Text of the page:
Coast Guard Polar Scout Satellites Aid in Arctic Rescue

Climate change has opened a growing number of treacherous Arctic shipping lanes. A pair of CubeSats, nicknamed Polar Scout, will help locate stranded ships.

The Aerospace Corporation
Aerospace TechBlog


The Russian-flagged tanker Renda, carrying more than 1.3 million gallons of fuel, sits in the ice while the Coast Guard Cutter Healy crew breaks the ice around the tanker approximately 19 miles northwest of Nunivak Island. (Photo: U.S. Coast Guard)

For decades, the dense sea ice covering the Arctic Ocean has been shrinking and, in some regions, disappearing altogether. This environmental change is dramatically altering areas that were once blocked by ice and creating open water that is being turned into shipping lanes for an increasing number of vessels looking for a faster route between Asia, eastern North America and Europe.

According to data from the U.S. Committee On The Marine Transportation System, the number of vessels operating in the Arctic region has increased from 52 in 2008 to 144 in 2013. The committee predicts that the Arctic Ocean will see 2,111 vessels by 2025. In February, a Russian natural gas tanker has completed a round trip along the Northern Sea Route — the first time the path across the Arctic has been forged at this time of year.

This rapid increase in traffic through a dynamic environment like the Arctic has made U.S. Coast Guard (USCG) missions especially challenging while underscoring the need for prompt and reliable emergency distress signal response.

A pair of CubeSats, nicknamed Polar Scout, will help locate stranded ships in the growing number of treacherous Arctic shipping lanes.

Polar Scout: A Pair of CubeSats for Arctic Monitoring

To monitor the growing traffic, a pair of CubeSats, nicknamed Polar Scout, launched from Vandenberg AFB in December 2019. The two 6U CubeSats named Kodiak and Yukon successfully deployed into a polar orbit. A joint project of the Department of Homeland Security (DHS) Science and Technology Directorate and the Coast Guard Research, Development, Test and Evaluation Program, the Polar Scout mission aims to test the capabilities of small, inexpensive satellites to improve U.S. Coast Guard response to emergency distress signals. The Polar Scout CubeSats fly over the North Pole roughly every 100 minutes and are able to detect emergency position indicating radio beacon (EPIRB) signals from stranded vessels for around 12 minutes during each orbit. Because the CubeSats will orbit the earth 15 to 16 times a day, Polar Scout provides more than three hours of Arctic coverage daily.

Polar Scout will demonstrate technologies that could be leveraged to expedite the reporting of search-and-rescue needs in remote and notoriously harsh Arctic regions, where timeliness is of utmost importance. The project will test the viability of using space-based sensors to assist with emergencies in a terrain complicated by vast distances and lack of infrastructure. The use of satellites in this capacity could potentially reduce the time and resources required for traditional aircraft searches and reduce the need to put search-and-rescue personnel in hazardous situations.

The Polar Scout project was a rapid solution to a potential problem for the Coast Guard’s search and rescue missions. The next-generation satellite constellation Medium Earth Orbit Search and Rescue (MEOSAR) is not expected to reach full operational capability for another five to 10 years, leaving the Coast Guard with gaps in search-and-rescue coverage. CubeSats may bridge these interim gaps by augmenting existing search-and-rescue coverage until MEOSAR becomes fully operational. To this end, both Kodiak and Yukon are designed to detect 406 MHz emergency distress beacons, which could prove critical to Coast Guard missions.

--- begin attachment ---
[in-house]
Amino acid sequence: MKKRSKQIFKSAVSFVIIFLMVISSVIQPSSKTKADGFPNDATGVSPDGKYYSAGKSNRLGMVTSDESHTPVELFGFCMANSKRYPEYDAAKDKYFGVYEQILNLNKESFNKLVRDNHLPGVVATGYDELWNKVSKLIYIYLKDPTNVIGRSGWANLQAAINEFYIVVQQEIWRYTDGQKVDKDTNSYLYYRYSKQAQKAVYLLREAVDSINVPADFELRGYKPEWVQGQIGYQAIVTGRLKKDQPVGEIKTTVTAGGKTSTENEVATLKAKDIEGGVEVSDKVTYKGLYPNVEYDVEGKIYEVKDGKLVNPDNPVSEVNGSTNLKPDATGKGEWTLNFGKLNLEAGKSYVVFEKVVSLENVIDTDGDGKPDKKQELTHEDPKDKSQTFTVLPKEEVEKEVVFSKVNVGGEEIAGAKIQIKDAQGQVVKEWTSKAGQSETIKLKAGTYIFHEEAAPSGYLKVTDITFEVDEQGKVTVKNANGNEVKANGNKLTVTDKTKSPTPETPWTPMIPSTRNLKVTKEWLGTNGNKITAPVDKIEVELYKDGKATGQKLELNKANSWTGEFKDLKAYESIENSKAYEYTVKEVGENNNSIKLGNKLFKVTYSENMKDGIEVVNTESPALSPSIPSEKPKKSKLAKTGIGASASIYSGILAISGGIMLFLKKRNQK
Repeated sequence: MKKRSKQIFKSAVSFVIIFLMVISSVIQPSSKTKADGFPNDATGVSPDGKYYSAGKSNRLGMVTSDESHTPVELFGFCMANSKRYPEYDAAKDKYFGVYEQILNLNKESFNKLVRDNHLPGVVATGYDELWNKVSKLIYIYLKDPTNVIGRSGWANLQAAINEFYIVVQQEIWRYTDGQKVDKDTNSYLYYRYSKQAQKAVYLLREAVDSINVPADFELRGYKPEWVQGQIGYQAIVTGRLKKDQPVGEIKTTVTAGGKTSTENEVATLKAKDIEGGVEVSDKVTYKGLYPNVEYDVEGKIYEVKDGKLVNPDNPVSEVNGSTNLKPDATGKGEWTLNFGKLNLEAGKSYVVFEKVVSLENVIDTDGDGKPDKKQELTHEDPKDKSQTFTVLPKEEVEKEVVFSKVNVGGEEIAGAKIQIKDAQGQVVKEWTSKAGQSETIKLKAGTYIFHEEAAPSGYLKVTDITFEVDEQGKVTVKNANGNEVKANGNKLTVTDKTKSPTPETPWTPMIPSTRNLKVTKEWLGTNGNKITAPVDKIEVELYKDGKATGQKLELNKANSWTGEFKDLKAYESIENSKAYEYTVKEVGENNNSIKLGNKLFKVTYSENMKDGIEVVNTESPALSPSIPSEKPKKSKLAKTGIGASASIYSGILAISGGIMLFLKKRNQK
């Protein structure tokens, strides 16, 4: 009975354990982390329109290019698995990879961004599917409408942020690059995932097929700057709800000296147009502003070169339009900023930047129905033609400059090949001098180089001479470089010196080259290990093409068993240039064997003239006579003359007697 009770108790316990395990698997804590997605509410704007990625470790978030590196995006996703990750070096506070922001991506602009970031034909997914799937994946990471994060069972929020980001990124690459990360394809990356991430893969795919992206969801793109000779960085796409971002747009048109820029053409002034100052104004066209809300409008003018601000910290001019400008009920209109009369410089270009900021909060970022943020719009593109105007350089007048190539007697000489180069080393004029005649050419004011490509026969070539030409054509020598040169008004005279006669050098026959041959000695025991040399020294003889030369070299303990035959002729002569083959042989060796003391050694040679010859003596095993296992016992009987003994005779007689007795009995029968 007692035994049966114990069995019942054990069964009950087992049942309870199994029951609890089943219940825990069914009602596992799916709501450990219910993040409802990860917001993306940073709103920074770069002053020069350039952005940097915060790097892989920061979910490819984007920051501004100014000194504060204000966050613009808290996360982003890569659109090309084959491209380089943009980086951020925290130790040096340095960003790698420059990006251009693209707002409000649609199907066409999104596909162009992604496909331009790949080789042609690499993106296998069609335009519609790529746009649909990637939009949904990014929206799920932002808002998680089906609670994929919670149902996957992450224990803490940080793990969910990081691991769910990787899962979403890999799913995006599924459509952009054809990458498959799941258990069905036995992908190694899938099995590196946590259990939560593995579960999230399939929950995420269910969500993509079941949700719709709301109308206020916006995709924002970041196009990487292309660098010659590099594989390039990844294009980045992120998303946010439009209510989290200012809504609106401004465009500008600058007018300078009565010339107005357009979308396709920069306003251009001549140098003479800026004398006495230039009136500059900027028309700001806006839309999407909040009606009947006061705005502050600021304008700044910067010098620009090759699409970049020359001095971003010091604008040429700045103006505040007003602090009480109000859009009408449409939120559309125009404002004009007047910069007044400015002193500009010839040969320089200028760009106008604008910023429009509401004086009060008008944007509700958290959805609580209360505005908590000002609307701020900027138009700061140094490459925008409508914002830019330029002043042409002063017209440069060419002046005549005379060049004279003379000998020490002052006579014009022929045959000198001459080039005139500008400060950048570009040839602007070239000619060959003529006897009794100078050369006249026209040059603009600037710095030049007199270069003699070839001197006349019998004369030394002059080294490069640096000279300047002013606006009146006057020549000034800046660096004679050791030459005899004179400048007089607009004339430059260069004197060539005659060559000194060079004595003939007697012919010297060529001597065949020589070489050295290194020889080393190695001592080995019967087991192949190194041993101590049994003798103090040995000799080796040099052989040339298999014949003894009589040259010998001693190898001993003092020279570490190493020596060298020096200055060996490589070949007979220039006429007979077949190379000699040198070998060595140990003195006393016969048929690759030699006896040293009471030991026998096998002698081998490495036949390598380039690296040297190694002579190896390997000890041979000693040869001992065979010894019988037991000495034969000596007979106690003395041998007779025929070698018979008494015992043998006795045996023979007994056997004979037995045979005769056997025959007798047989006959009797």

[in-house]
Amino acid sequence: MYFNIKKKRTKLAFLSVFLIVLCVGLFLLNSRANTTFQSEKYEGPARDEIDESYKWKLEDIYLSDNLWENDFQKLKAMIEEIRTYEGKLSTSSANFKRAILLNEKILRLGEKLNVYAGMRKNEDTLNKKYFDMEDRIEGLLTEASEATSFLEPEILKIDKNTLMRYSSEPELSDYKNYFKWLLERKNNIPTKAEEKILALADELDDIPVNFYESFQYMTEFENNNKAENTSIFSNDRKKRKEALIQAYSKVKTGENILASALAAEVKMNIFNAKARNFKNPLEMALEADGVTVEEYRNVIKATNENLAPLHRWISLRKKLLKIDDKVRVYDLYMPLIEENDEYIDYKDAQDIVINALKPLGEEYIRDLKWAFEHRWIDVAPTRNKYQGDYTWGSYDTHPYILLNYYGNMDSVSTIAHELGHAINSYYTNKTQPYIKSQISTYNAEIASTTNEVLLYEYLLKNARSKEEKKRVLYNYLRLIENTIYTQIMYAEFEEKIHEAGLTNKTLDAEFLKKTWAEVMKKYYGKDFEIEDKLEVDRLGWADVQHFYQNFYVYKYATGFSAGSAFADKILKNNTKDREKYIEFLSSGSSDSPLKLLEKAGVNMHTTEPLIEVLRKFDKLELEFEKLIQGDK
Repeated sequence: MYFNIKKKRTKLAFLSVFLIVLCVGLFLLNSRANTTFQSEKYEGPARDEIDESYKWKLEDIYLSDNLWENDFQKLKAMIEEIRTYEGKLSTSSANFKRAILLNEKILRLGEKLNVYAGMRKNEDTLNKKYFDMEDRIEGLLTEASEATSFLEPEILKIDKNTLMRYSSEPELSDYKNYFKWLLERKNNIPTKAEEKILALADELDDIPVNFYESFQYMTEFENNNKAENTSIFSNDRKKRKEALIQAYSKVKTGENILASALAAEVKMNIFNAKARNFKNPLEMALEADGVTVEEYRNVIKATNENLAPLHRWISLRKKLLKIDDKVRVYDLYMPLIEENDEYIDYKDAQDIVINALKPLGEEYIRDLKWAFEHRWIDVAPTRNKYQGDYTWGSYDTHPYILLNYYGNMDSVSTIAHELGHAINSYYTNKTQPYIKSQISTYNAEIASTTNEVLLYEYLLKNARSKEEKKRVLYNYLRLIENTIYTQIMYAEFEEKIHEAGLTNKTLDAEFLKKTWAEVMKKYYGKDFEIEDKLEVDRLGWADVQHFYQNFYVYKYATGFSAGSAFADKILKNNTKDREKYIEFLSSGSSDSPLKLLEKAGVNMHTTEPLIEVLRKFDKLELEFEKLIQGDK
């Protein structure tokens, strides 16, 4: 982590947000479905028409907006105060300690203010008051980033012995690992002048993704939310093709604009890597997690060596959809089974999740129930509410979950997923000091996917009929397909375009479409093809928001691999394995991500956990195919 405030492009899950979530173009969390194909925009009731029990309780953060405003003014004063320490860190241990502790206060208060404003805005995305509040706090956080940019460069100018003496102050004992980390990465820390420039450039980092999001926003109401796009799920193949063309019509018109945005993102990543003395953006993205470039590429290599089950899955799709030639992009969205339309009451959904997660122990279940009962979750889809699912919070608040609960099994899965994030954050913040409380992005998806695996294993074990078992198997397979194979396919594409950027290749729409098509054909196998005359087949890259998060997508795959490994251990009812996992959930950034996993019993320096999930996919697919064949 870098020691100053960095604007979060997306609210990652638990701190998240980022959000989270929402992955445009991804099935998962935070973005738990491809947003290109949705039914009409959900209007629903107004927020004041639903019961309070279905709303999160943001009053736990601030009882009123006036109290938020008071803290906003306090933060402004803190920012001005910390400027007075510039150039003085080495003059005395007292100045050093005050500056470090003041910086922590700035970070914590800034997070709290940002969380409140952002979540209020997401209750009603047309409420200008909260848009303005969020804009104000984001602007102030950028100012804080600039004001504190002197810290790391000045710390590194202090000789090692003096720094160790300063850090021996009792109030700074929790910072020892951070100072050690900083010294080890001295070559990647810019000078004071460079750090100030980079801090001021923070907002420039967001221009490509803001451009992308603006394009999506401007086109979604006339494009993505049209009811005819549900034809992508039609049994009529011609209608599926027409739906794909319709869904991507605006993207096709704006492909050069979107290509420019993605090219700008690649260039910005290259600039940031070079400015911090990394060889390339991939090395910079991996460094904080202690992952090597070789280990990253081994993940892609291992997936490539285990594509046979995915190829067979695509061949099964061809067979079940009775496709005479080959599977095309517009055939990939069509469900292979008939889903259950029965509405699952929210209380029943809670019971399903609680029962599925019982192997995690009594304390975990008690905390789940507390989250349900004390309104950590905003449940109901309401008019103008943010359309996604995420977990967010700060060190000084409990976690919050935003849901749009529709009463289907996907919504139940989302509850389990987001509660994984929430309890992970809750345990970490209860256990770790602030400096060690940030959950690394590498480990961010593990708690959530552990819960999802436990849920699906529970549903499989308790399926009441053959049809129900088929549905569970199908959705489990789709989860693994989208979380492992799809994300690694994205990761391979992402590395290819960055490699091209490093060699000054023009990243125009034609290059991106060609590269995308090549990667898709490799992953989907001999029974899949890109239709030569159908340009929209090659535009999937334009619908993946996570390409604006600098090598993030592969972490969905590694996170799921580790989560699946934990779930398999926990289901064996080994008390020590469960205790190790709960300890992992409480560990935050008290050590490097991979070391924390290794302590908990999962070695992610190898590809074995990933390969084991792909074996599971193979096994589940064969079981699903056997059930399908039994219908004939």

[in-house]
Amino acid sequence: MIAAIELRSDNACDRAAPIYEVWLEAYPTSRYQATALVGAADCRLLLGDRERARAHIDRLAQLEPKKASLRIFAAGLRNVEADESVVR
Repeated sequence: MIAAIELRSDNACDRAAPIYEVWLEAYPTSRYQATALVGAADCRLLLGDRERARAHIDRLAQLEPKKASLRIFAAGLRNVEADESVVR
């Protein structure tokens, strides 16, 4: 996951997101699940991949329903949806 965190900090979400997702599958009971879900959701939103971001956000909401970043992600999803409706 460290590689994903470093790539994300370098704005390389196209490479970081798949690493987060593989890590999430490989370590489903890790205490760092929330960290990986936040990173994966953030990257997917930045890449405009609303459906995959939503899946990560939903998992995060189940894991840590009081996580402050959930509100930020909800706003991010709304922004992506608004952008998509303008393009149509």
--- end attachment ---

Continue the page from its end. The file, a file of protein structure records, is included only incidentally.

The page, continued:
DHS began test and evaluation of the CubeSats using emergency distress test beacons in the Arctic in early 2019 and will continue through the summer. Those results will be compared with that of the current COSPAS-SARSAT architecture, which currently facilitates 41,000 global rescues annually, with 8,000 of those taking place in the U.S.

U.S. Coast Guard photo by Petty Officer 1st Class Sara Francis

Demonstration Missions

In the spring, the Polar Scout Project will initiate two demonstrations. Both demonstrations will include the deployment of test Emergency Position-Indicating Radio Beacons (EPIRBs) in various U.S. Coast Guard search-and-rescue regions, including the Arctic region. Both demonstrations will require Yukon and Kodiak to detect fixed reference beacons as well as beacons deployed from moving platforms.

The Aerospace Corporation has supported DHS and the Polar Scout project by providing systems engineering, mission analysis, and assurance support to the government and is continuing to provide support to monitoring and resolving system anomalies.

“Aerospace is bringing value to this project by translating our tried-and-true mission assurance methods to CubeSat-class vehicles,” says Polar Scout Project’s Chief Engineer Margherita P. Eastman. “Using a small team of engineers, we focused on the high-risk areas-space and ground-and provided recommendations to quickly resolve the issues at minimal cost.”

Ultimately, Polar Scout will yield a “road map” of CubeSat technology that will provide guidelines for applying space innovation to better support Coast Guard missions. While CubeSats are not intended to replace COSPRAS-SARSAT, they may prove capable of providing an interim solution. Likewise, a similar approach could ultimately be applied to provide space-based capabilities and technologies to assist in other DHS missions, such as border surveillance, and to aid in the investigation of illegal fishing and wildlife poaching.